Implementation of new EU data protection rules challenging
Companies are nevertheless busy preparing for the new rules.
The failure of the National Assembly to pass the bill could cause some difficulties, Information Commissioner Mojca Prelesnik has told the STA.
The government had asked parliament to fast-track the bill so that it would take effect before 25 May, but the college of deputy group leaders decided in mid-April that the bill of such complexity and sensitivity required a regular procedure, which means that it will not be passed before the 3 June general election.
According to Prelesnik, only a few EU countries - Germany, Austria, Slovakia and France - have adopted their own national data protection legislation before the new EU rules and some, including Croatia, are still working on it.
In Slovenia, the EU rules will enter into force without a prior legal framework, so certain legal unclarity is expected, Prelesnik said.
This means that two legal documents will apply, the GDPR and the old law on data protection, which in many ways collides with the new European regulation. "In such cases, the European regulation will of course prevail," the information commissioner said.
The new EU regulation gives individuals more control over the use of their personal data. It gives them the right to access their personal data and information about how this data is processed, the right of erasure, and it allows the transfer of personal data from one electronic processing system to another.
A novelty for Slovenia will be data protection officer, who however will not have to be appointed at every company but only those that process large amounts of sensitive personal data or whose core activity is processing such data, meaning banks, insurers, communication companies and retailers with loyalty programmes.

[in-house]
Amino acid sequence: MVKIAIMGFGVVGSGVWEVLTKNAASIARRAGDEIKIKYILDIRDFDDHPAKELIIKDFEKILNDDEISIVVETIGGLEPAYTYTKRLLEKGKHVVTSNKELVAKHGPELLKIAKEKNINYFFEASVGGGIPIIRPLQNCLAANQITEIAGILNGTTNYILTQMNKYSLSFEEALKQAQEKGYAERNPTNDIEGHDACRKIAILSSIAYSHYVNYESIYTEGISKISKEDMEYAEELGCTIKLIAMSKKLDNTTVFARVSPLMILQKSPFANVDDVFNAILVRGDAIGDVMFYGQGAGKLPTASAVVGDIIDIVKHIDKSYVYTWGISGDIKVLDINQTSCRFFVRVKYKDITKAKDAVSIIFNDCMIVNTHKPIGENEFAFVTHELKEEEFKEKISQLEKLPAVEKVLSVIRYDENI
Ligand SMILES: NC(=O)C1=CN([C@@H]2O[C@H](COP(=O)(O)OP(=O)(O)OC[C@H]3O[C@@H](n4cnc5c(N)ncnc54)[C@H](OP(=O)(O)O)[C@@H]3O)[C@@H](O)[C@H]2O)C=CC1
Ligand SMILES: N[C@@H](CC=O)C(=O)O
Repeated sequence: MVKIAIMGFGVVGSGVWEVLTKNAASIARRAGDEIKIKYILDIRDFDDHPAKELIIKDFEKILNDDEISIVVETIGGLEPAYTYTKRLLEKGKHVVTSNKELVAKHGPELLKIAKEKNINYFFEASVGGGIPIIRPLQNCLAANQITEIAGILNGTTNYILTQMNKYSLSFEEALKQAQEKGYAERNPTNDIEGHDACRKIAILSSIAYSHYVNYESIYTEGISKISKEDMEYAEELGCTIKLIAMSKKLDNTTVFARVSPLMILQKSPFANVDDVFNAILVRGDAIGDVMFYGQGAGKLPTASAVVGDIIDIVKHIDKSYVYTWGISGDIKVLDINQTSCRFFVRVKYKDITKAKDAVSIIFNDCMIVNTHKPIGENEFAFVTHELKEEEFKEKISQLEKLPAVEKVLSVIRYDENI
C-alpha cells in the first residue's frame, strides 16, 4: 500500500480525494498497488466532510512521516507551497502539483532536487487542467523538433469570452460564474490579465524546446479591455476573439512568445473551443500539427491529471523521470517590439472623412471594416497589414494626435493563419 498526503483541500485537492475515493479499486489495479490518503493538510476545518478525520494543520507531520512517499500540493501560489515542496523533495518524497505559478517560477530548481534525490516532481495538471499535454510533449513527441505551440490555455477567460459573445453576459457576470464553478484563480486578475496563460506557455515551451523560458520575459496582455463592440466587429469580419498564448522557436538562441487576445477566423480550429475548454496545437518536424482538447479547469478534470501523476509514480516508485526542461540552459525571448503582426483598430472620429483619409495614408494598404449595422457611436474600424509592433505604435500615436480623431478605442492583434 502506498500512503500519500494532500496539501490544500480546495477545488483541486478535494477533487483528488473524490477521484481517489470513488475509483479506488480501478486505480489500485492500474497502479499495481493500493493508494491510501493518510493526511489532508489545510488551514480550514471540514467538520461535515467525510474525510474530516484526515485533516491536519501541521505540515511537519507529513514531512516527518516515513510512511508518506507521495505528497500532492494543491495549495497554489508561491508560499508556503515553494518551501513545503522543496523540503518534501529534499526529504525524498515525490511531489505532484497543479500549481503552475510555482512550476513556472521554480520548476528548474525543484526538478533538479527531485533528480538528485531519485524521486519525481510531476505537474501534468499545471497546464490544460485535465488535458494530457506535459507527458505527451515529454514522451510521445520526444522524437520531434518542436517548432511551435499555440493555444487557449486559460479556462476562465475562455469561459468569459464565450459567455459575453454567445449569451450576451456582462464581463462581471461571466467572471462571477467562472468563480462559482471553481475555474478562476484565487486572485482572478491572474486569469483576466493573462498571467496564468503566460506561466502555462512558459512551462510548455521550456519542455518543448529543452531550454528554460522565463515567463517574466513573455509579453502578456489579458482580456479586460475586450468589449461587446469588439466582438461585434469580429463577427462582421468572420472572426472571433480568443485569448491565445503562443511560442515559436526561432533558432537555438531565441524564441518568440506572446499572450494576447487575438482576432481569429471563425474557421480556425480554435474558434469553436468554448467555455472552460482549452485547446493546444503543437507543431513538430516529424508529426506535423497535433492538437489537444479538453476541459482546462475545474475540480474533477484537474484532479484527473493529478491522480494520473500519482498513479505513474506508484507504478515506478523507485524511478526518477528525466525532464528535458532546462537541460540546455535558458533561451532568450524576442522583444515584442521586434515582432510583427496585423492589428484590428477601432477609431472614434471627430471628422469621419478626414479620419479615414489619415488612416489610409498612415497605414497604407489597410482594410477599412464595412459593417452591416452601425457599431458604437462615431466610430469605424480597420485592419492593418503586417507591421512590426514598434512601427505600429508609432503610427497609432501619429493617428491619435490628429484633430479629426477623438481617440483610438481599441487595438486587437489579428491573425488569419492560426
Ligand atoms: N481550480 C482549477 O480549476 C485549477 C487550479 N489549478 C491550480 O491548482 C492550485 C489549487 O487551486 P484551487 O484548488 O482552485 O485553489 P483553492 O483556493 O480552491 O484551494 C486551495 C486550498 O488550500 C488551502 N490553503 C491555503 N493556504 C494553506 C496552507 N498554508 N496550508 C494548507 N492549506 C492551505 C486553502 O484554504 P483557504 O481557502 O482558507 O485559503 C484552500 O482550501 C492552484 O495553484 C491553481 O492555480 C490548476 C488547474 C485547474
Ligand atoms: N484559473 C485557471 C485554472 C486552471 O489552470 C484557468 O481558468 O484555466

Some of these companies already have a person in charge of data protection and most of them told the STA they expected no major difficulties, because they had already given due attention to personal data protection so far.
But they plan to further improve their systems in line with the new EU regulation.
Banks are mostly concerned about the lack of a one-year transitional period which was envisaged by the Slovenian bill for the obtaining of new consents for processing data.
Telecommunication companies expect their users to be unhappy when they receive such a large amount of requests for consents. T-2 and A1 said that adjustments to the new Slovenian law, once it is passed, could again affect their business operations and cause additional costs.
Insurer Adriatic Slovenica welcomed the additional internal adjustments regarding the collection and processing of clients' data, saying that they would make these processes more transparent.
Tourism companies are also intensively preparing for the changes, with travel agency Kompas thinking of new marketing approaches, because it expects many users will not give their consent to receiving ads.
Retailers with loyalty programmes are in for some adjustments too. They expect that aside from obtaining customers' consent, the tracing of personal data processing to be the most difficult and technically challenging obligation.
They expect this to be a very long process, as less than half of individuals open their mail, according to their information. People are also not acquainted with the topic and many may simply ignore the efforts of companies to comply with the new rules, Mercator said.